Friday, October 19, 2007

Rehearsing and going insane, not necessarily in that order

First week of actually rehearsing Alice ad infinitum. What's sort of on the menu at the moment is that we've done a year and a half of developing ideas and characters and texts and scenes and situations, none of which are in any way causally related to each other or form any kind of plot, and now it's time to select the lucky winning content and string it together to form something.

It appears we're telling a story, but I mean that in the Lynchiest possible way, as in we're telling a story in a similar kind of way that Inland Empire tells a story. I can't even say if it's close to that or not at this point; it's so loose.

The first day Eki showed up with a 78-page script, which we read through, an activity that made us all giddy because it's not something that usually ends up being part of the process at N&H. The second day we worked a couple of beginning scenes, and that was fairly easy. The third day all hell (okay, small hell) broke loose with at least most of the actors. I wasn't able to get a hold of anything and was, in very good form, blaming the others for not giving me what I needed. Even when I realized that that was what I was doing, it was really hard to curb it.

Sometimes I wonder if, as performers, some of us are almost too attuned to each other. I mean, it's immediately clear to me when either Juha or Akseli are having even a 10% off day, and I know that they know when I'm not having a good day either, often before I'm even aware of it myself. Usually this is part and parcel of a very close working relationship, but it means you share a lot of the negative as well as the positive. Basically, we were doing a scene where everyone was together (not something we'd done before), and the characters were more from the classical Alice in Wonderland universe, including a dreadfully stereotypical Alice stereotyped by yours truly. We were lost and unable to give each other anything to go with. It wasn't pleasant.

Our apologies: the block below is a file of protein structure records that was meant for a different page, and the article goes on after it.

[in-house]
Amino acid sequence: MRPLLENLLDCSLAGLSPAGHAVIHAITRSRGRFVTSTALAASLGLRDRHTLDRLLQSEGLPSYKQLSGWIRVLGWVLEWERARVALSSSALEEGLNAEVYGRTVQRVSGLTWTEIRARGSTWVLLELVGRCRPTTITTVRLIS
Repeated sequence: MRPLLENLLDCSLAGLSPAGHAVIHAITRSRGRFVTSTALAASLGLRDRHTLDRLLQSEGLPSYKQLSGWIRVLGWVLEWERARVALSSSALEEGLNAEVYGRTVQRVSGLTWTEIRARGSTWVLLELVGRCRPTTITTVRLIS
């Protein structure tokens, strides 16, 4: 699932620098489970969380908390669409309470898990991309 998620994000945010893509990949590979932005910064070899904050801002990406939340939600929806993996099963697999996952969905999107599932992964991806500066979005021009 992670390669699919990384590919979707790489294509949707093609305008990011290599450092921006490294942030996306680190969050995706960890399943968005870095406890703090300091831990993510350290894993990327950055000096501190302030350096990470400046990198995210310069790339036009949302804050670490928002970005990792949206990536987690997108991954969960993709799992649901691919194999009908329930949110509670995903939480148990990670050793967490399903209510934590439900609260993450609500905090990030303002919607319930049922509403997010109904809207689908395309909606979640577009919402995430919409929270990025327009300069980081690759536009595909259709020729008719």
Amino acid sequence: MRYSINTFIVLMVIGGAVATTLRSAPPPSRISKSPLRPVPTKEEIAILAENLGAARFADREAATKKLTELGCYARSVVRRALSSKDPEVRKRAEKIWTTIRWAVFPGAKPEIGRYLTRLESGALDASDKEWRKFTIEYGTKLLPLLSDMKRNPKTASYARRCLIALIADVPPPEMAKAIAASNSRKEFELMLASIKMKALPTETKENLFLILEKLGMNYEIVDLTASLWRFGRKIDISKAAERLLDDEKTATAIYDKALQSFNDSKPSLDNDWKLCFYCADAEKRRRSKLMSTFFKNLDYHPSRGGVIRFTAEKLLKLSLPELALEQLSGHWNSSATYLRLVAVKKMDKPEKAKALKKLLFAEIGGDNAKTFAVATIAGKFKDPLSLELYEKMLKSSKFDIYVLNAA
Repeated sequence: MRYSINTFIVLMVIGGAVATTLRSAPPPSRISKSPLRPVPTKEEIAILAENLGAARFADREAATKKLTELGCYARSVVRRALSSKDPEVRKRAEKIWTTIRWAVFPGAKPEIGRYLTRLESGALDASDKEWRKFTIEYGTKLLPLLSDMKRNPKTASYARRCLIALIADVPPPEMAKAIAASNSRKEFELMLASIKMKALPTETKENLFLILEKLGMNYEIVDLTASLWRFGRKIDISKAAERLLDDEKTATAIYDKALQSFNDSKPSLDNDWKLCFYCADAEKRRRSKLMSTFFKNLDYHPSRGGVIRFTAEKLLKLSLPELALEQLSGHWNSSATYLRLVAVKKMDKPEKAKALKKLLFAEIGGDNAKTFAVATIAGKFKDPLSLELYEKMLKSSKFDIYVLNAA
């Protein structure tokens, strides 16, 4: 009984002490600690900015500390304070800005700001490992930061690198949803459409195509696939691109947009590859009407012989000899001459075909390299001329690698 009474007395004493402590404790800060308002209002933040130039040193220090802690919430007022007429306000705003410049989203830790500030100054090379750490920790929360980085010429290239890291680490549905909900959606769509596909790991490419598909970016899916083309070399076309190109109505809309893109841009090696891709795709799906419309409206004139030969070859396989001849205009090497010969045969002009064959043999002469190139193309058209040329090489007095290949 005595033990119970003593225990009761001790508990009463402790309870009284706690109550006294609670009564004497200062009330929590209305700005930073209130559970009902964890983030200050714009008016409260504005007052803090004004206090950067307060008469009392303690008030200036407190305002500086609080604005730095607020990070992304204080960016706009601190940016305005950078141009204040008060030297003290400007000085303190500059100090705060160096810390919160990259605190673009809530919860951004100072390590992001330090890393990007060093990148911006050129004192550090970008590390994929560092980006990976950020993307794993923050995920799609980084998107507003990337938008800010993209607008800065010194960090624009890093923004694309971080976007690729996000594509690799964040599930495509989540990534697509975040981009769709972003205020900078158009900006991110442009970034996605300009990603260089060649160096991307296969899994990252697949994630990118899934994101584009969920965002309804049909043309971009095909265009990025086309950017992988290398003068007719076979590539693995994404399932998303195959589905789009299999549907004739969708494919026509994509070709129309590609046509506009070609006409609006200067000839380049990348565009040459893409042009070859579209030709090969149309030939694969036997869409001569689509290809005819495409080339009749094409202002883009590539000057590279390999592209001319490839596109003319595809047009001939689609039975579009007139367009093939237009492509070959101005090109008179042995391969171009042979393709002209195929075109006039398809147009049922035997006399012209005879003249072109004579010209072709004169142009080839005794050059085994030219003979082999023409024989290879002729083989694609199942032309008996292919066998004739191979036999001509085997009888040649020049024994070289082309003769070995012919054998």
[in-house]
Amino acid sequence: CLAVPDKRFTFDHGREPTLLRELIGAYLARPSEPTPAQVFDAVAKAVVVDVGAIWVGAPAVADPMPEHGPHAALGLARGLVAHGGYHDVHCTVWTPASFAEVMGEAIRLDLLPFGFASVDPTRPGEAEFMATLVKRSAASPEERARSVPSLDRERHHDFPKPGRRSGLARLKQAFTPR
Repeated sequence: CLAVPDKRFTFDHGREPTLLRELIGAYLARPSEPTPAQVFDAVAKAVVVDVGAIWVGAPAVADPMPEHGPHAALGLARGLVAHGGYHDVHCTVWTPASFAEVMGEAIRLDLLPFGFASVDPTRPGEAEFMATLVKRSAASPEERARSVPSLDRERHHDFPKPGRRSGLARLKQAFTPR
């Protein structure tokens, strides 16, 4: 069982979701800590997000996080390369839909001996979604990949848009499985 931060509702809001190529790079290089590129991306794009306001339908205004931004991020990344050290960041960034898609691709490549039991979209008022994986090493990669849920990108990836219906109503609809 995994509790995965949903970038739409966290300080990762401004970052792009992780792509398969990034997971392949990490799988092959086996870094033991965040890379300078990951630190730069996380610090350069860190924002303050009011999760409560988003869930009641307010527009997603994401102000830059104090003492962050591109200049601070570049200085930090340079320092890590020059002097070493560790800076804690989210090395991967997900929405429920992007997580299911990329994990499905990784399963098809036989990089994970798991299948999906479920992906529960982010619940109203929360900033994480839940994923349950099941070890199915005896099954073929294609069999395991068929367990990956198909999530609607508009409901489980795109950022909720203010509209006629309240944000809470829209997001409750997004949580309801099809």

But it's gone through that and has come out the other side. It's weird that we didn't really have a linear story or a main character before, and now at least in the first act we have an Alice, and her whole way of being is somewhere between the aforementioned stereotype, blank slate, and whatever else pops into my head. It's been very uncomfortable, actually, standing around trying to feel like I look like an Alice, and automatically my body was reverting to some kind of stiff caricature. Eki mentioned today that my body was way more interesting when I was just standing on stage, before I started "acting," and I realized that that zone of awful discomfort was where I was really supposed to be. This didn't make it any more comfortable at all, it just meant that if I felt kinda awful in a lost and squirmy sort of physical way, I was probably doing something right.

These are the kinds of realizations in acting that make no rational sense, and are probably not interesting to read about unless you're going through it yourself. I know I had teachers in school who tried to encourage us to find the discomfort and work with it, but the funny thing is that usually it's so glaringly strong and obvious that you can't "find" it. You just put on an attitude, feeling significantly better in the comfort department except that you know that what you're doing is completely fake and you somehow can't shake the feeling that it's not helping the piece at all, but don't know what else to do. But not knowing what to do is a very rich source.

I remember reading in Anne Bogart that stereotypes exist for a reason, and that for many actors it's a good thing to run into stereotypes instead of fleeing them, because you'll have to go through it anyway to find a way of doing a character that's actually got your real stamp on it. This worked for me in Kalevala dell'Arte (when we were building the piece, Carlo Boso called my acting "Disney commedia") and I'm inclined to think it could be a necessary phase for something like Alice. Alice is a world of stereotype, archetype, classic heroine herself. She's got more layers put on her than a Black Forest cake.